On Thursday, the New York Giants made a surprising move by trading Jason Pierre-Paul to the Tampa Bay Buccaneers — and the biggest winner in the deal could wind up being a team that wasn’t even part of the negotiations.
The Giants may have tipped their hand when it comes to the 2018 NFL Draft. The club shipped out a veteran pass rusher for a relatively low return (a third-round pick and a swap of fourth-rounders) while leaving $15 million in dead money on the team’s salary cap. All in all, not a great situation in exchange for a well-liked veteran who, at 29 years old, still filled a need at end despite the team’s shift to a 3-4 defense this offseason.
But there’s an easy and obvious fix to New York’s newfound problem, and it’s one quarterback-needy teams will be happy to hear.
Trading Pierre-Paul could mean the Giants move down from the No. 2 pick in the 2018 NFL Draft
Pierre-Paul’s heir could be waiting for his former team at the top of this year’s draft. Bradley Chubb has been impressing scouts throughout the offseason, building off a 20-sack, 44-tackles-for-loss performance in his final two years at NC State. He’s even got some prominent supporters saying he’ll be a better player than last year’s No. 1 overall pick Myles Garrett:
But Chubb is unlikely to go No. 1 overall. There’s a chance he slides out of the top five entirely, thanks to the league’s dearth of quality passers. The Browns, Jets, and Broncos all pick in the top five of this year’s draft. Each needs quarterback help.
With players like Sam Darnold, Josh Rosen, Josh Allen, and Baker Mayfield all prepped to be high first-round picks, it means a game-changing defender like Chubb could slide all the way to the No. 6 pick — where a Colts team with a potentially healthy Andrew Luck awaits — or farther. Cleveland could be the fly in the ointment with the No. 1 and No. 4 picks, but genetic freak running back Saquon Barkley could work his way past the NC State pass rusher; while the Browns have a well-stocked defensive line, tailback (and playmaker in general) is a position of need.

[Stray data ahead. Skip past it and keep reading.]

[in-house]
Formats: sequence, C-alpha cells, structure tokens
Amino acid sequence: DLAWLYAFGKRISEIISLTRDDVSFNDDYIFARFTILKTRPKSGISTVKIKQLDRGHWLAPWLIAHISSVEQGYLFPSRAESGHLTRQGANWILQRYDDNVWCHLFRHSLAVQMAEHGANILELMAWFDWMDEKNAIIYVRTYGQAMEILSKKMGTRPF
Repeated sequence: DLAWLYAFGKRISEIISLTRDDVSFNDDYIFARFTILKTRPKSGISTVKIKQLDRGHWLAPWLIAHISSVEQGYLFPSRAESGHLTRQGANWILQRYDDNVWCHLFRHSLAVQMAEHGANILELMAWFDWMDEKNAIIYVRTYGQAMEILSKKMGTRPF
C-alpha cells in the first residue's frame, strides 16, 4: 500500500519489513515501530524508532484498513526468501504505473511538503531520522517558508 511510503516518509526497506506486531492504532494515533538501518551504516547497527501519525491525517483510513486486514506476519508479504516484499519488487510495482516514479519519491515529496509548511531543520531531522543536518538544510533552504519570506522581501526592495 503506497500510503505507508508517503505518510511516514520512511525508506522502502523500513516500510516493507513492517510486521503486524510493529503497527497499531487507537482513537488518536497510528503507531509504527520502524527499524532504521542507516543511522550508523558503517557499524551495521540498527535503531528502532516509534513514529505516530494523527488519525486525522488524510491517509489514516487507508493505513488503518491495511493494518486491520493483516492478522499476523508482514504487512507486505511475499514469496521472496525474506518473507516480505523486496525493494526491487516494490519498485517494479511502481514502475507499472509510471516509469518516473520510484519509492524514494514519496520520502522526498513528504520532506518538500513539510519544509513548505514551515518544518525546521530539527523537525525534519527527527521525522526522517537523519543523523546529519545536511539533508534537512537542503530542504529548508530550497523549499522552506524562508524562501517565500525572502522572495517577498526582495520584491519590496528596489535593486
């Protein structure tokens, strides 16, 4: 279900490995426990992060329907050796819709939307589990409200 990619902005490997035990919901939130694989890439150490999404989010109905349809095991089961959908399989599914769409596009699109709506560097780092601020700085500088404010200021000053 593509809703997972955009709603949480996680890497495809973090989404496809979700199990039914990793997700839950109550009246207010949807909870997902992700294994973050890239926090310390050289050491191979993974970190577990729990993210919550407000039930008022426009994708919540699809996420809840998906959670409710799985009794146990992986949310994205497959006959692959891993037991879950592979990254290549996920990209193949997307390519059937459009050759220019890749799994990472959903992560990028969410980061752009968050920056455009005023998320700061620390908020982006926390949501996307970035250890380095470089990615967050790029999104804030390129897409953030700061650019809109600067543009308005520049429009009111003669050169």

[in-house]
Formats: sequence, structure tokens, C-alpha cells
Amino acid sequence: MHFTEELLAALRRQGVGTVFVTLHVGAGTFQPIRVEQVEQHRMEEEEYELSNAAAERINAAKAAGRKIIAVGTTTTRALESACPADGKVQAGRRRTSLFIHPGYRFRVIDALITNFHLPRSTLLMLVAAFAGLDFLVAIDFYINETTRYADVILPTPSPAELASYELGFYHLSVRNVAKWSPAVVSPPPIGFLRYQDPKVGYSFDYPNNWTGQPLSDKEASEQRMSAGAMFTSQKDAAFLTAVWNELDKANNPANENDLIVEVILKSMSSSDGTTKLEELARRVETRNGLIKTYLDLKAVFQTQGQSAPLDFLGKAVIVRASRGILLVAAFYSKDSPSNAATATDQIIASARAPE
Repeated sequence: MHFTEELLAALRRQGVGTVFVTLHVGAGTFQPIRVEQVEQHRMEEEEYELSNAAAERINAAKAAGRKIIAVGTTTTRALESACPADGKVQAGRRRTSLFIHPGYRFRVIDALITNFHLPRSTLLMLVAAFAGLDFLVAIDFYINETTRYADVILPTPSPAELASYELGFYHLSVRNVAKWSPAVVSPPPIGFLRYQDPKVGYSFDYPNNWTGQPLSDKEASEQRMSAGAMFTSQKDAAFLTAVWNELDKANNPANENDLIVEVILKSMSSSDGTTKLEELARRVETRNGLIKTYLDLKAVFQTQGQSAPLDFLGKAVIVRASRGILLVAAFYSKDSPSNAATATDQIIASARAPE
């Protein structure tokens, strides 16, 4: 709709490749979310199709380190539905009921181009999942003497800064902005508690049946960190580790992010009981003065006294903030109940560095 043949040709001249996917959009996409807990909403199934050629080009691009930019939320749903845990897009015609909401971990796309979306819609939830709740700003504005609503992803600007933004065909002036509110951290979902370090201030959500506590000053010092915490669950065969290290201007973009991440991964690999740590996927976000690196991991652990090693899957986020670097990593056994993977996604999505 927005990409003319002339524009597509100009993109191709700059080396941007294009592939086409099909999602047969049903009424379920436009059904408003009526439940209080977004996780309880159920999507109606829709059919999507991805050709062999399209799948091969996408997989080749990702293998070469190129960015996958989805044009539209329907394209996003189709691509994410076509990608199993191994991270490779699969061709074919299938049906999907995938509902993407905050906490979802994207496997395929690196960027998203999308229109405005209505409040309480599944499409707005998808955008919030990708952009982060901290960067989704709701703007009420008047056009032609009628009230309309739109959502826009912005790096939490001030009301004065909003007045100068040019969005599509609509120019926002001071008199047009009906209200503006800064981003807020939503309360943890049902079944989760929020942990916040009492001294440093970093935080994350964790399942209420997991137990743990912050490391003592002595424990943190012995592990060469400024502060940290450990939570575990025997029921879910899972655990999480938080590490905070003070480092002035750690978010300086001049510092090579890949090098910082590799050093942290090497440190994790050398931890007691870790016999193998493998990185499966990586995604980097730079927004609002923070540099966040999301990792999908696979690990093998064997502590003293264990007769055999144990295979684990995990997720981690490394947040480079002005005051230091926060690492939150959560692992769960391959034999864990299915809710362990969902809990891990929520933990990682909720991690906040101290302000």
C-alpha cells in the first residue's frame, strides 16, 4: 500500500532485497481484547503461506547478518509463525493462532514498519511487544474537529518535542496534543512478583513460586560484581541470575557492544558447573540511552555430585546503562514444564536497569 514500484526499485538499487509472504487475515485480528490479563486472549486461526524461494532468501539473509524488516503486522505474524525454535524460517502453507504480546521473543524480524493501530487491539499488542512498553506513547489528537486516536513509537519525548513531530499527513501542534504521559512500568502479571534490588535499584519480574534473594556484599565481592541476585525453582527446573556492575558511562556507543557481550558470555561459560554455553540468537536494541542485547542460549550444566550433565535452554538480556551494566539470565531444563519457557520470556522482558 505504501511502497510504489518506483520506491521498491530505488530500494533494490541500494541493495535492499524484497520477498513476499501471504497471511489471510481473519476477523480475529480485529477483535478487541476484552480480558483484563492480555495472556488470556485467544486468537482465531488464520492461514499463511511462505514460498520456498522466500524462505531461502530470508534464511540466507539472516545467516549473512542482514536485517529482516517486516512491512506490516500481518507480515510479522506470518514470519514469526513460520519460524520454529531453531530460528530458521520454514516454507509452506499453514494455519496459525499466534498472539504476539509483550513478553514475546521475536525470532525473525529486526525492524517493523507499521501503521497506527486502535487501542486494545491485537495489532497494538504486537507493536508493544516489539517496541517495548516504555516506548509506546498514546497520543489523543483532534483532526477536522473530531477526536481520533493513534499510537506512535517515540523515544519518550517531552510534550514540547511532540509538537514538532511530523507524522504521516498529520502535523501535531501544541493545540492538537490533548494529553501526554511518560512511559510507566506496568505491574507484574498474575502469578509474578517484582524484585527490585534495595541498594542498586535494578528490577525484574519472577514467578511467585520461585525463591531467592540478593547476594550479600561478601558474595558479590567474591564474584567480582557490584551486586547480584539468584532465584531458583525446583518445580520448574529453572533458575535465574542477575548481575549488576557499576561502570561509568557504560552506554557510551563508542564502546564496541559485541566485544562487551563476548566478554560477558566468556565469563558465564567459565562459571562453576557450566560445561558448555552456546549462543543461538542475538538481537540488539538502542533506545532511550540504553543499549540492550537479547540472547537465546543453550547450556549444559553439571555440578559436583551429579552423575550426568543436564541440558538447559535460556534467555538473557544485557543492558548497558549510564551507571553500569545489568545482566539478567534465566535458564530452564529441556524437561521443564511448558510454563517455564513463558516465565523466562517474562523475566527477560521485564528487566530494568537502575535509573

That gives the Giants some options. The team does need a quarterback, but Eli Manning can hold down the fort for 2018 and possibly beyond while general manager Dave Gettleman assesses its options. Manning is an aging and expensive luxury on a cash-strapped team, but he carries $17.4 million in dead money with him should the club decide to move on from him this summer. While new head coach Pat Shurmur has been adamant about Manning’s role with the team moving forward, Thursday’s decision to ship Pierre-Paul and not Manning was an even bigger reassurance he’s not leaving north Jersey yet.
Manning’s presence robs the team of the urgency the Browns and Jets have when it comes to building their offenses. After seeing the Colts pick up a king’s ransom to slide back from the No. 3 pick to No. 6 (three second-round picks from the Jets, including two in 2018), a similarly depleted Giants team could opt to give up its draft position in exchange for a massive draft haul.
At the very least, it would pair nicely with the third-round pick the Giants gained Thursday.
Why wouldn’t the Giants just play it safe and take the quarterback they want?
If New York wanted to move down and remain safely in the top 10, Gettleman could have made a trade earlier with the Jets, who reportedly “explored all options” before coming to an agreement with Indianapolis. It’s likely the Jets would have offered more than the haul they eventually gave the Colts. The Giants didn’t bite, either because they were set at taking a player at No. 2 who won’t last beyond the top three picks, or because they thought a better deal would materialize as the draft draws closer.
Popular opinion has them settling on UCLA quarterback Rosen with the pick — a player rarely associated with the Browns at No. 1. That doesn’t mean New York is committed to holding on to the pick and drafting a quarterback, however. There’s still plenty of risk at the top of the draft. The player targeted as Manning’s replacement could wind up
trapped in the phantom zone as the Browns’ No. 1 pick. Rejecting early offers allows the Giants to consider that possibility, then reverse course to make a deal on draft day if they don’t like what Cleveland has in store.
It’s also possible Thursday’s Pierre-Paul deal signifies a change in vision for the Giants. What better way to signal a new era than trading away an expensive veteran?